Immune Mediated Hemolytic Anemia in Dogs (IMHA), Autoimmune Hemolytic Anemia
By: Dr. Leah Cohn
Read By: Pet Lovers
Expect your veterinarian to obtain a complete medical history. Be prepared for questions about what symptoms you have observed and how long they have been present, any medications your animal may have received, when the most recent vaccinations were given, and questions about the color of urine and stool.
A complete physical examination will be performed. Your veterinarian will evaluate the color of the gums and the eyes, palpate the abdomen looking for masses or swellings, and listen to the chest for heart murmurs or abnormal lung sounds.
A complete blood count (CBC) should be performed on all dogs suspected of having anemia (decreased number of red blood cells), regardless of the cause. This will not only quantify the number of red cells present, but will allow for a visual inspection of the cells under the microscope. Certain characteristic changes are often noted in the remaining red blood cells of animals with IMHA.
A "packed cell volume", or PCV, is a quick and simple test for the number of red blood cells present. Your veterinarian may do this test on a daily or near daily basis both initially and as therapy progresses to evaluate the balance between production of new cells and destruction of the old.
Reticulocyte counts allow the veterinarian to determine if new red cells are being made in appropriate quantities. The rapid production of new red cells is not only important for the animal, but helps the veterinarian rule out other causes of anemia from diagnostic consideration.
A serum biochemical profile and urinalysis may be performed to give clues as to possible causes of the anemia.
A saline agglutination test is a simple blood test that may show if the red cells are clumping together. In some forms of IMHA, the red cells actually stick together. If true agglutination is proven, it cements a diagnosis of IMHA.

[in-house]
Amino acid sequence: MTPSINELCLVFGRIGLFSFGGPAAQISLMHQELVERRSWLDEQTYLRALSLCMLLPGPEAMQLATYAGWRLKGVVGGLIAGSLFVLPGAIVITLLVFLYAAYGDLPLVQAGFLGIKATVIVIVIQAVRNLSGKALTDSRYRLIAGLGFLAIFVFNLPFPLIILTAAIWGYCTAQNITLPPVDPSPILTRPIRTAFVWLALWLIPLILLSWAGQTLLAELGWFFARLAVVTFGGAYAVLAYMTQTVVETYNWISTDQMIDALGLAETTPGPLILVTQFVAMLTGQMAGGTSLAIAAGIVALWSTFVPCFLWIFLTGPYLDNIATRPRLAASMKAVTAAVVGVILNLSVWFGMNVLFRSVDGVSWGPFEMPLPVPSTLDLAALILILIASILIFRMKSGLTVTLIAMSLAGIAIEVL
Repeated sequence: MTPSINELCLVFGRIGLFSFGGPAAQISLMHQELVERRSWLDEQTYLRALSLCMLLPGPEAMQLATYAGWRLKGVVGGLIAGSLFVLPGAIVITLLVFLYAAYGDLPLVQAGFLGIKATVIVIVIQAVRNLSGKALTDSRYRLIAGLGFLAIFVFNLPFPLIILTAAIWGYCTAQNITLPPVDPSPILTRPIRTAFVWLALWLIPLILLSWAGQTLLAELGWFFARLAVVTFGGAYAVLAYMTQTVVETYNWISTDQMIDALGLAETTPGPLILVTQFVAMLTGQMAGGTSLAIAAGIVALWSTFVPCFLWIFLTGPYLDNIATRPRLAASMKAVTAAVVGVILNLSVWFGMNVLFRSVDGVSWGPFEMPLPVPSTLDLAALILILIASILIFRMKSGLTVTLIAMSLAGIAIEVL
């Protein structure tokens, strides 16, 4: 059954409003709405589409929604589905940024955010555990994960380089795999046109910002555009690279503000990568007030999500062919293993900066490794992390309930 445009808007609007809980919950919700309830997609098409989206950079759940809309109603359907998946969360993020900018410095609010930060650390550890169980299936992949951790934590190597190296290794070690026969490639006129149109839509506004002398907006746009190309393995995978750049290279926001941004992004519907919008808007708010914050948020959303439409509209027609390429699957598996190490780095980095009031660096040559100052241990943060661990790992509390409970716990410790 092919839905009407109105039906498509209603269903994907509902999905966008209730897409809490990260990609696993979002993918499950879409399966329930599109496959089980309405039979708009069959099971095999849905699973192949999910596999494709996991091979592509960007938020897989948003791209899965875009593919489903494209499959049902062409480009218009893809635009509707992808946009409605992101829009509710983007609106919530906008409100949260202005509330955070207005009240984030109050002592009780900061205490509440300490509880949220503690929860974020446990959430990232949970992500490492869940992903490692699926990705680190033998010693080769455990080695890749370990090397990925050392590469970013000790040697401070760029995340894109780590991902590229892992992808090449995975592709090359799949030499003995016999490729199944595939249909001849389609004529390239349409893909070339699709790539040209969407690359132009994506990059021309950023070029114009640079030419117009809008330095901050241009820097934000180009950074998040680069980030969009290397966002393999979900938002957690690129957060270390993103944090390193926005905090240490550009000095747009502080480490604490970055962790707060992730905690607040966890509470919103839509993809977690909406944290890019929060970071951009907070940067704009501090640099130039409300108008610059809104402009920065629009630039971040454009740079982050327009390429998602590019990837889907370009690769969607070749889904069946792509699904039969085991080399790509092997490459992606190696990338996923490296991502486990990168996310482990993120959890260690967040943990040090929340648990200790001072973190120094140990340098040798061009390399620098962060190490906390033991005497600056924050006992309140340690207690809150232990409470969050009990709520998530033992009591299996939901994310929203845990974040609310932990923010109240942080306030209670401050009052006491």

A Coombs test is often indicated. A sample of the pet's blood is incubated with special reagents to look for evidence of an immune reaction to the blood. This test is very useful, but there are several causes of false positive results (for instance, prior transfusion) or of false negative results (for instance, prior corticosteroid therapy).
Coagulation tests such as the activated partial thromboplastin time, prothrombin time, fibrinogen, platelet count and/or fibrin degradation products) may be done to determine the ability of the blood to clot. Some dogs can develop a secondary condition called disseminated intravascular coagulation (DIC) which can cause a cascade of secondary problems. For more information on DIC, go to "Disseminated Intravascular Coagulation (DIC) in Dogs."
Newer, specialized tests search for evidence of an immune reaction to the red blood cells in more sophisticated ways that the traditional Coombs test. Direct immunofluorescence flow cytometry is an example of such a test; while this test is less likely to give a false negative result for an animal that has IMHA, it is also more likely to give a false positive result for an animal that does not have IMHA.
Radiographs, ultrasound examinations, or blood tests for infectious diseases may be indicated in some patients. These examinations may help rule out causes of anemia other than IMHA, or may help identify triggers that preceded development of IMHA.
Occasionally, IMHA destroys not only the red blood cells in circulation, but also the immature red cells being produced in the bone marrow. In this case, a bone marrow aspirate may be indicated. A large needle is placed in the bone while the animal is sedated, and a small sample of marrow is removed for microscopic analysis.